There are the restaurants I go to a few to several times a year, those I check out once or twice in that period, and those I don’t even get to annually. Munjoy Hill Italian/American restaurant Blue Spoon falls in the middle. Trying to come up with someone to feed us on a Saturday night, my wife and I couldn’t agree on any one place, each of us repeatedly objecting to the other’s ideas. When she mentioned “The Spoon”, it seemed like a fine choice and I couldn’t think of a reason not make my first visit of 2018.
When we called for reservations, they had bar seating available, which was perfect because I’d been wanting to experience the quaint, little slab ever since my first time there long ago. With five seats and one person already sitting in the middle when we arrived, I chose the outside so I wouldn’t jab the person to my left with an elbow. The bar was petite, but my spot offered an opportunity to peer into the kitchen, watch drink-making activity, and enjoy its great character and interesting vibe.
As we sat looking at menus, I had trouble figuring out if I wanted a beer or a cocktail. As I leaned toward a mixed drink, I saw an unmixed one, The Ben Jackson (an educational experience) – a flight of scotch: Glenlivet 12, Laphroig 10, Johnnie Walker Black. None of them were new to me, but I went with it anyway just for fun. She ordered a glass of the Angeline Pinot Noir Rose.
My eyes opened wide as the whiskeys were much larger than I had anticipated. At 12 bucks, I assumed a serving size of a half shot each, but the reality came closer to a full shot as the careful pours were finished. I accepted a side of ice to add at my pleasure to the three glasses. I started with the JWB, washing it down with some bread and olive oil, and found the combination a solid companion to choosing food.
We eventually settled on some eats, starting with Charred Cauliflower – garlic tahini, mint and dates, toasted bread crumbs. I went with the Bistro Burger – Wee Bit Farm Beef, warm potato salad, toasted bun – as my main course, not having had that in a while. She went with fish, opting for the Roast Atlantic Pollock – beets and fingerling potato, pea greens, dill broth, yogurt.
One scotch deep, our app came out – a sizable amount of cauliflower on a board with a squiggle of the tahini, a sprinkle of mint and dates, and a fair share of crumbs. I took a large bite which included all the parts. It was probably the most interesting cauliflower preparation I’d ever had. Sweet from the dates and minty fresh, those flavors stood out the most and offered quite a contrast. The tahini and crumbs added less potent notes.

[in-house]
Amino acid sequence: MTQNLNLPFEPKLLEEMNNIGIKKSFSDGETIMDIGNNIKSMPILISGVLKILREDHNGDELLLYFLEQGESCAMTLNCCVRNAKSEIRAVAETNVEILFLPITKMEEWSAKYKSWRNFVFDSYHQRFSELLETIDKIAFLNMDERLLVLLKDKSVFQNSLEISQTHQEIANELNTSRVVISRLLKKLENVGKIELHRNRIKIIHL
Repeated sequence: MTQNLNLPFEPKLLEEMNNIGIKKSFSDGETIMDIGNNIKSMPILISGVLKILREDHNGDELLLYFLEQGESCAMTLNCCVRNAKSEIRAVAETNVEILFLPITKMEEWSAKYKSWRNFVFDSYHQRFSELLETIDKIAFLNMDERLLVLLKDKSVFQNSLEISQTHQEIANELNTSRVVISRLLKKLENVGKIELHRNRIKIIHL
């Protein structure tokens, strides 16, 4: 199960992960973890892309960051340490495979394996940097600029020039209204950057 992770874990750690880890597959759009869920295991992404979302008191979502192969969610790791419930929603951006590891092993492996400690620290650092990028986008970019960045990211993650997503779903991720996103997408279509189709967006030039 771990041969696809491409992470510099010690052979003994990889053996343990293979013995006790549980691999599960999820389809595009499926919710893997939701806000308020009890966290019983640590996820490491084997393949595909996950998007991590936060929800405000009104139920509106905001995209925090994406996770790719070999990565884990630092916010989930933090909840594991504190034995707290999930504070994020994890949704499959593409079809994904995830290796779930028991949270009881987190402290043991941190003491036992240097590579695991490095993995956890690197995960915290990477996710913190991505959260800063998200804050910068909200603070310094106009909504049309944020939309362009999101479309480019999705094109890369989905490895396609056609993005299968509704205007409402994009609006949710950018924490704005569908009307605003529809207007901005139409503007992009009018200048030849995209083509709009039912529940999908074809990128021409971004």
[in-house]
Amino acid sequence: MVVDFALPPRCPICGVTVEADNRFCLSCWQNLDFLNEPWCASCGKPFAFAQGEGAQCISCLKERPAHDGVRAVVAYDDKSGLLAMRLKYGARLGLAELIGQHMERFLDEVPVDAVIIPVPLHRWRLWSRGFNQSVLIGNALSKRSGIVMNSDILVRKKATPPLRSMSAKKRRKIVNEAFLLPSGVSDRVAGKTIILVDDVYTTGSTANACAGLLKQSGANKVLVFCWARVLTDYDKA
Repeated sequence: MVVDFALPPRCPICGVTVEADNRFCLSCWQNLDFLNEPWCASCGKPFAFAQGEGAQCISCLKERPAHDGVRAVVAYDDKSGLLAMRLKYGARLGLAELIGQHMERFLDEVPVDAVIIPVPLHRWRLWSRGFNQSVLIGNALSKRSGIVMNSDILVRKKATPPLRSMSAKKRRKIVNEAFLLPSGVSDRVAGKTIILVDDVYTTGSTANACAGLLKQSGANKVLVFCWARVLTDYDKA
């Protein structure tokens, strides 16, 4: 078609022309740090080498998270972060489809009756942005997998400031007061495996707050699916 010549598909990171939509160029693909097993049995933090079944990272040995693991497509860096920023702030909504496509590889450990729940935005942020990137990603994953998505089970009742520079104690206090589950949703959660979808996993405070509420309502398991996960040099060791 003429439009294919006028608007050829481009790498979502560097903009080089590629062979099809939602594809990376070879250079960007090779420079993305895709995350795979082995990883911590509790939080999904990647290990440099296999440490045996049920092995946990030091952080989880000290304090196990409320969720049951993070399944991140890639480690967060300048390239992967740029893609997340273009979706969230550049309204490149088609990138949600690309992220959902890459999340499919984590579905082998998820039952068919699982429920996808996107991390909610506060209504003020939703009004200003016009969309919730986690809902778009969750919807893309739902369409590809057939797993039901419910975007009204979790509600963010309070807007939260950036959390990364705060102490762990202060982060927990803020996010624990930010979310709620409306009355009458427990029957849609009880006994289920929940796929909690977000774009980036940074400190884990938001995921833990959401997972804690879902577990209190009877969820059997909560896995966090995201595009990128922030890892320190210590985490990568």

It turns out that Glenlivet and cauliflower go together like a half rhyme in a good poem. I enjoyed the pairing as I took my time savoring both, eventually scraping up the last crumbs and sending the empty board back whence it came. It wasn’t too many sips of scotch down the road before we saw the entrees appear from the kitchen. The bartender slid them our way and we were off to the races.
The burger was a little on the small side. It had been stabbed with a skewer and had two tiny pickles impaled on top with lettuce, tomato, onions, and ketchup on the side. Since I had ordered without any extras – smoked onions, bacon, egg, and mushroom were available – the burger was plain, but I threw on the condiment and veggies. A bite took me back to the last time I had eaten it. It was a good, solid burger. There were no frills, but it was high quality meat with the requisite additions.
After a few bites of my sandwich, I moved to the tater salad. It was obvious the potatoes had just been heated and the tangy, mustard-based mix-in was brilliant. It was actually a tad too hot for me, so I took a few more bites of the burger before going back to enjoying it. I thought the salad would work well as an all-season dish in virtually any setting even though it was warm. I quite liked its uncommon construction.
Mrs. Portlandeater and I finished every morsel of our food and made a quick decision on dessert after listening to the three or so options. We just couldn’t turn down Tri-colored Carrot Cake with cream cheese frosting. As we waited for it to come out, I moved onto the smokey Laphroig and quizzed the bartender on the colors of the carrots in the cake. She passed it on to the kitchen who guessed purple, yellow, orange, and white. “Maybe it’s quad-colored,” she said with a shrug.
I felt a special kind of joy when the frosted flour mass came out, flanked by two small piles of whipped cream each topped with a blackberry. With a swipe of the fork, I consumed my first piece. Carrot cake I’ve eaten has in the past has all been much the same, but this one was different. More dense than I was used to, the frosting kicked it into overdrive. It was less sweet than the others which brought out a remarkable cheese flavor. “They’ve got the carrot cake down,” my wife noted.
Dessert was done quickly, but we were very pleased with it. We settled up as she sipped a decaf. The final tab was just over $90 with tip. Blue Spoon made great food and was streaming The Clash on Pandora while we ate, which was the best dining score I’d heard in a long while. The overall experience left little to be desired and the general atmosphere was absolutely enchanting.
Here’s what I recommend when you go to Blue Spoon: sit at the bar, order the trio of scotch, keep your ears open, and enjoy what they offer, because every time I go, I like it more. They hit all the marks for excellence in a restaurant and because of that, they are becoming one of my favorites. Go there ready to eat and relax and maybe they will be one of yours too.
Blue Spoon 89 Congress St.
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